The state's peak law reform body intends to review Tasmania's privacy laws in light of rapid advances in technology since the legislation was last amended 16 years ago.
The Tasmanian Law Reform Institute has accepted a request from independent Nelson MLC Meg Webb for a review of the Personal Information Protection Act to be undertaken.
It comes amid concerns from Ms Webb, independent McIntyre MLC Tania Rattray and the Greens that the state government's decision to collect Tasmanians' driver licence data for storage in a segregated system could compromise citizens' privacy.
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Ms Webb said she proposed a review of the state's privacy laws late last year.
"I have been advised by the TLRI that this proposal has been accepted, and they are in the process of pursuing funding to conduct the review," she said.
An intergovernmental agreement was struck at a Council of Australian Governments meeting in 2017 to share and match biometric data across jurisdictions as a means of combating identity fraud and promoting law enforcement, national security, community safety and improved service delivery.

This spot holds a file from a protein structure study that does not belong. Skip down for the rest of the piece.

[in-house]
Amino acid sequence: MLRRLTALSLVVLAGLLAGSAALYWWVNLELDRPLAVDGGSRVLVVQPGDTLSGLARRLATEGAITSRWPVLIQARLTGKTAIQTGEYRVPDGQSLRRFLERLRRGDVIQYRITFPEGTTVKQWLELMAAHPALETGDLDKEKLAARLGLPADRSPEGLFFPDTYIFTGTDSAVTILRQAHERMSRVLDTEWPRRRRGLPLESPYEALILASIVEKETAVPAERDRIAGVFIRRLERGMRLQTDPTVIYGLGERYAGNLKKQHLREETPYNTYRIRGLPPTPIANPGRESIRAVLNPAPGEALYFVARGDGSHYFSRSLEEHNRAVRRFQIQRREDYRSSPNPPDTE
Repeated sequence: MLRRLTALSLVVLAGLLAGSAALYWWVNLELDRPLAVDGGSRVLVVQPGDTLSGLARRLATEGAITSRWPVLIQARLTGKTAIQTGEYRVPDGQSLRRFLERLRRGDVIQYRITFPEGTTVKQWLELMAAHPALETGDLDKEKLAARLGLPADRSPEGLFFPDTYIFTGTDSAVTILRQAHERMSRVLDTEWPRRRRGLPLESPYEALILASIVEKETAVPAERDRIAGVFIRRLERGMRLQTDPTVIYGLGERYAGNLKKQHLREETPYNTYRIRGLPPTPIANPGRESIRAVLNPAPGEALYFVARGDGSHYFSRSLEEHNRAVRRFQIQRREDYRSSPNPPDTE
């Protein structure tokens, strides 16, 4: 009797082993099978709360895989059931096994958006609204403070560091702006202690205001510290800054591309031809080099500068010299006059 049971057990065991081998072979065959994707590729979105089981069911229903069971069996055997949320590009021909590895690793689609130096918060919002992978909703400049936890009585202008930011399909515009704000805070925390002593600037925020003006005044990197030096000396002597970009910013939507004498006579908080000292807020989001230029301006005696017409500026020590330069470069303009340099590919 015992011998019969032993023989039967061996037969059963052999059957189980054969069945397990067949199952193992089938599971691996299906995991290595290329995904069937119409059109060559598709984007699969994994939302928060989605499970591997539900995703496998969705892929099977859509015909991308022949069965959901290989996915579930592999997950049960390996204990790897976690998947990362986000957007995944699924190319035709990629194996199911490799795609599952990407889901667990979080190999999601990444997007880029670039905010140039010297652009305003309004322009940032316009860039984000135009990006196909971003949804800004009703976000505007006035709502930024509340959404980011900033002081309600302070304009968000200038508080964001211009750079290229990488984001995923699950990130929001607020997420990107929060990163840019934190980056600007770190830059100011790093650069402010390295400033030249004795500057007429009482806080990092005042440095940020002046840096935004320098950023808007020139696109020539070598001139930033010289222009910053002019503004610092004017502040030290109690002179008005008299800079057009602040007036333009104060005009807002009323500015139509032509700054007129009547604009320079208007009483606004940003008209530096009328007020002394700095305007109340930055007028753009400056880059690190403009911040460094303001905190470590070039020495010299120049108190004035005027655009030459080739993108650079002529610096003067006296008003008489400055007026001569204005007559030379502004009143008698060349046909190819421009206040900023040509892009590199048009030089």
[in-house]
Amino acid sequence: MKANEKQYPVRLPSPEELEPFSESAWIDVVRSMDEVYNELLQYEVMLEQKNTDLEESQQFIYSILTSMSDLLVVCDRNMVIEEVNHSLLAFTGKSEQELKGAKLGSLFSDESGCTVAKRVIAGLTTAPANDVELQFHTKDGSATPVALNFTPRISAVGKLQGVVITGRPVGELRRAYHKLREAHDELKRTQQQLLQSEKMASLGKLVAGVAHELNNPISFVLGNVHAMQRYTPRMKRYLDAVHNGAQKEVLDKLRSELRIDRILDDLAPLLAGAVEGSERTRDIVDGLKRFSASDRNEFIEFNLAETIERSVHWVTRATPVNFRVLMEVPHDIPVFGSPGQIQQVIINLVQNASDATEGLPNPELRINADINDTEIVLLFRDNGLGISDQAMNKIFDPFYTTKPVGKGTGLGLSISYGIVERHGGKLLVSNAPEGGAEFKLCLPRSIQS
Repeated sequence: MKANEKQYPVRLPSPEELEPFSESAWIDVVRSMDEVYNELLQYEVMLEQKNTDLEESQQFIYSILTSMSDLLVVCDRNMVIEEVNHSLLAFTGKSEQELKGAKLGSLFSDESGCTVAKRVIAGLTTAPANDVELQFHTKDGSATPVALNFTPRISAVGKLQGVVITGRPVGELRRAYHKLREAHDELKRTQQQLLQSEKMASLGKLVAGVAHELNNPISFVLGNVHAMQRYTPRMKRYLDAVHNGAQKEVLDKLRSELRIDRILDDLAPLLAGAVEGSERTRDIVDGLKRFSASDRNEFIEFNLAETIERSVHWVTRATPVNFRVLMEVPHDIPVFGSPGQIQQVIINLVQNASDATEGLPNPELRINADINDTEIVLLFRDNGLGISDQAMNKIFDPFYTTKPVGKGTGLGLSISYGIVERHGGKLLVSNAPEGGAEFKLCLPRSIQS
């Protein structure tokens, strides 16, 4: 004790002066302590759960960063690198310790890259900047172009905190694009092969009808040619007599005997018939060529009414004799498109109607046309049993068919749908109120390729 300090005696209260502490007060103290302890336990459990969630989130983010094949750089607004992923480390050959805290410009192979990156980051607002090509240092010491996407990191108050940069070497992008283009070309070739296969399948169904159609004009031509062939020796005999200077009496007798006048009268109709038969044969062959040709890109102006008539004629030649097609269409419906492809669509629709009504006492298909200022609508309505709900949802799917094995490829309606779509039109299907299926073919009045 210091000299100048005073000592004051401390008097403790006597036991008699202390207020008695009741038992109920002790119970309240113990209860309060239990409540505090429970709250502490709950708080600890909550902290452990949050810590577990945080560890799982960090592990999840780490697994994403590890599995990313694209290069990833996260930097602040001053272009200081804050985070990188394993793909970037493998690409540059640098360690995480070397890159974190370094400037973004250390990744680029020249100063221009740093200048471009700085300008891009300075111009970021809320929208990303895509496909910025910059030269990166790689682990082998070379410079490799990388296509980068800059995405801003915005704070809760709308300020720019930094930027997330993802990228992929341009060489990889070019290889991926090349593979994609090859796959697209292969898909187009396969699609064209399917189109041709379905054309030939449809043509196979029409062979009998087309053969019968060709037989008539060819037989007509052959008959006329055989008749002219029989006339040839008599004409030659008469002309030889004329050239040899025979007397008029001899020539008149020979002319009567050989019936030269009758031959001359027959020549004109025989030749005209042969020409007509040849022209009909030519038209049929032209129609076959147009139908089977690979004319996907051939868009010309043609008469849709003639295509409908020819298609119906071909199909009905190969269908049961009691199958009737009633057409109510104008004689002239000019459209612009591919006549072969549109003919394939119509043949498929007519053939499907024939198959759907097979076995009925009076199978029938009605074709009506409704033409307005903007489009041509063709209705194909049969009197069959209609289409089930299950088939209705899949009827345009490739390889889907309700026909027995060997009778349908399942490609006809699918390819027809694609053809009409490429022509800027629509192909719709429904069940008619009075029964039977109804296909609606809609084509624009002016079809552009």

After the state government amended Tasmania's vehicle and traffic regulations, the Registrar of Motor Vehicles began collecting driver licence data to be stored in what the State Growth Department says is a secure system. But federal legislation is yet to be enacted to facilitate the sharing and matching of data across jurisdictions.
The terms of reference for the proposed TLRI review stipulate that the institute would carry out widespread public consultation on the matter of privacy and and how it can best be protected in Tasmania. Recommendations would be provided to advise on an appropriate model for the state to "protect and enhance" privacy rights and protections.
A state government spokesperson said the government currently had no concerns with how the act was operating but would consider the outcome of any review undertaken by the TLRI.
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